Soul-searching in a bike shop: a local voiceby scott doniger
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While discussing the price of a new set of wheels, one of my customers dropped a line I'd heard many times over the years but never overtly reacted to. Rather casually, he responded to my price quote (which was pretty low, as he was a loyal customer) with the following quip: "I don't want to Jew you down or anything, but I can get it cheaper elsewhere."
For the past two years, I've owned a small, high-end bicycle shop: Prior to this first retail endeavor I had spent most of my professional life as a marketing specialist and analyst. My customer base has been, for the most part, a joy to deal with. Educated, middle- and upper-middle-class cycling aficionados hang out and debate Lance Armstrong's astounding aerobic output, the benefits of carbon fiber over titanium bicycle frames, and the challenges of low-carbohydrate diets like Norm's and Cliff's on "Cheers" (without the alcohol, of course). I've become close personal friends with many of them, which has made this experience more rewarding than I had imagined.
While I'm not an Orthodox Jew, and only attend official prayer services on the High Holy Days, I have always felt culturally Jewish. I steadfastly respect and admire my Jewish heritage, and aspire to meet its lofty cultural, social and political standards. The foundation of my identity is Jewish.
Fortunately or unfortunately, every Jew is sensitive to anti-Semitism. Like bloodhounds, we can smell it: We know it when we see it, even when innocuously disguised as good-natured banter. Living near San Francisco, arguably the most socially tolerant enclave since Babel, I hadn't come across anything that could qualify as anti-Semitic for several years.
But there was no debating this comment: It was nauseatingly anti-Semitic. What to do?
I needed his business. I needed business from every customer. But I didn't need it so badly that it meant I'd have to bite my tongue, and I felt compelled to stamp out anti-Semitism as the insidious disease it is. Rather than silently conduct the transaction as though the customer had never made the comment (which I had done previously in "corporate" surroundings), I jettisoned the urge to make money and capitalized on the freedom of owning my own business. Mystified by the ease with which this vulgarity slipped so effortlessly out of his seemingly innocent mouth, I asked him if he really said "Jew me down."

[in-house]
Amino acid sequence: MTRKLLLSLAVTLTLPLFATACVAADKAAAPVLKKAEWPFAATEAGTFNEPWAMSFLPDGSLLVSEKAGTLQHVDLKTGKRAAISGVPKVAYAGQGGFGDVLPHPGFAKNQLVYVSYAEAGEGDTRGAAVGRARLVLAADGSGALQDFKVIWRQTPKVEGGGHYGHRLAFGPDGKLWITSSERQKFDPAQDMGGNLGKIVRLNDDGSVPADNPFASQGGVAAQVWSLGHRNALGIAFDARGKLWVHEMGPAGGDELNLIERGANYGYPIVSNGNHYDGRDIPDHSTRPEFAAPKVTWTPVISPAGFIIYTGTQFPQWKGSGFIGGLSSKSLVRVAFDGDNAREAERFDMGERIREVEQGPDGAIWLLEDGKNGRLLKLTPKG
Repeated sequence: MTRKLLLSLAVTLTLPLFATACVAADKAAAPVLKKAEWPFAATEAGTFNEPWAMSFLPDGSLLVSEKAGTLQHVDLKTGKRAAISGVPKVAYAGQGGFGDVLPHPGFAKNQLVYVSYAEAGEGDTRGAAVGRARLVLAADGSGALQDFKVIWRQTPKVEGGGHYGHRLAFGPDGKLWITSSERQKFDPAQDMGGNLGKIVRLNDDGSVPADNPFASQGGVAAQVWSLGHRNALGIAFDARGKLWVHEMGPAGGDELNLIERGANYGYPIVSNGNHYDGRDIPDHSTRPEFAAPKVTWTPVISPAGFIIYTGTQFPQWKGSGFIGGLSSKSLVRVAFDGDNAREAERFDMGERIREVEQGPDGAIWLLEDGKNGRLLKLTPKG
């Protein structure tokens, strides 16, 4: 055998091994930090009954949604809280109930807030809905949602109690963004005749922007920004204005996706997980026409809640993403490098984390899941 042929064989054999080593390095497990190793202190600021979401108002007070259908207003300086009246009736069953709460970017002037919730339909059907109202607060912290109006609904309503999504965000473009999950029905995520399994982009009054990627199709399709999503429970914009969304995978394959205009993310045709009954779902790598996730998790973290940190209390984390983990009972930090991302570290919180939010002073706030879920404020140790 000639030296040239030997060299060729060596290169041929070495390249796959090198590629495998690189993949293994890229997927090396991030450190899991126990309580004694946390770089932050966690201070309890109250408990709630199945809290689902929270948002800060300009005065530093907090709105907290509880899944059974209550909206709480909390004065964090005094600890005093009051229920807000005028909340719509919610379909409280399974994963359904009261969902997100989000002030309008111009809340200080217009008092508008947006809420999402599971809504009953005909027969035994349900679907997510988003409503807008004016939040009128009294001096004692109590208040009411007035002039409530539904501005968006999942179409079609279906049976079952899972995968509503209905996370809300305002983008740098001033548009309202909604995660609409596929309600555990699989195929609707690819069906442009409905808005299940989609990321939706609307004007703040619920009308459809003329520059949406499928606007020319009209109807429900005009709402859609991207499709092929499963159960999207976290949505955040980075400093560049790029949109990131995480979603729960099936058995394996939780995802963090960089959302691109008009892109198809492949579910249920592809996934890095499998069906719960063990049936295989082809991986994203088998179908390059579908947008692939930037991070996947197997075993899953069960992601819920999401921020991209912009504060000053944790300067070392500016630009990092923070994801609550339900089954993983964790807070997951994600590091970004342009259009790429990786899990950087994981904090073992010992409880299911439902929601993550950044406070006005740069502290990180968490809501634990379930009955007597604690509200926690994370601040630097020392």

He replied that he did, but that "it didn't mean anything; it was just a phrase everyone uses."
I couldn't tell if he knew what it meant or was just avoiding an embarrassing gaffe. It didn't matter, and it didn't matter if he knew I were Jewish or not. This was not a kid who didn't know better. This was an adult, a parent with a high-paying job who should know better even if he indeed were an anti-Semite. I just couldn't let him get away with it just because "everyone says it."
"That's a bunch of crap," I responded. "Do you know what it really means?" I asked, "because if you don't, you will now. It's an offensive, baseless stereotype. It means that you are an idiot for actually using it. And it means that you are an anti-Semite."
I did use profanity when I asked him less than politely to leave, but I didn't explode. "Not only will I not sell you
anything," I continued, "I will never allow you back here. Please get the hell out of my shop."
Was I out of line? Was this bad business? Was I right to ask him to leave? No, maybe, yes. That's how I see it.
Long ago Jews survived by defending themselves against all manner of anti-Semitic abuse. Unfortunately, only the mechanisms for expressing anti-Semitism have changed, not the volume. Anti-Semitism will be our curse forever, I mulled a few hours later, which made it easier to accept the existence of anti-Semitism in this guy.
But I then became distraught about another dynamic. This encounter was not really about "Jewish survival." It was about uncivil behavior. I began to reflect on how clearly my mother and older brother taught me to treat people with civility, even when they didn't deserve it. These lessons, ingrained decades ago, kept me from losing control.
I couldn't deconstruct this guy's opinion; maybe he was completely unaware of how offensive the stereotype is. But thinking before you speak is a rare commodity these days. How could anyone say something like that without at least thinking someone Jewish might be around to hear it? There's a difference between being dumb and stupid: People are born dumb; they have to try to be stupid.
During the Yom Kippur service I attended the week earlier, the rabbi's sermon bemoaned the low standards of civility that seem to engulf us today, how the lack of civility now pervades every discourse, plagues every community in America. He cited three recent events: the callous treatment of Abu Ghraib prisoners; a despicable account of farm workers in California accused of mutilating chickens — smashing them against walls to watch them explode — just for fun; and how "reality" TV shows glamorize our most embarrassing and childish behaviors.
We all see it every day: polluters who throw garbage out of car windows, teens who blatantly disrespect teachers as a badge of "peer honor," telemarketers who call during dinner hours to ensure someone's home.
"What is happening to us?" the rabbi asked the silent congregation. It will take me some time to develop my own understanding about what's really happening to us. For now, I do know this: Think before you speak in my shop.
Scott Doniger owns Cyclepath of San Mateo. A native New Yorker, he's lived in Burlingame for the past five years.
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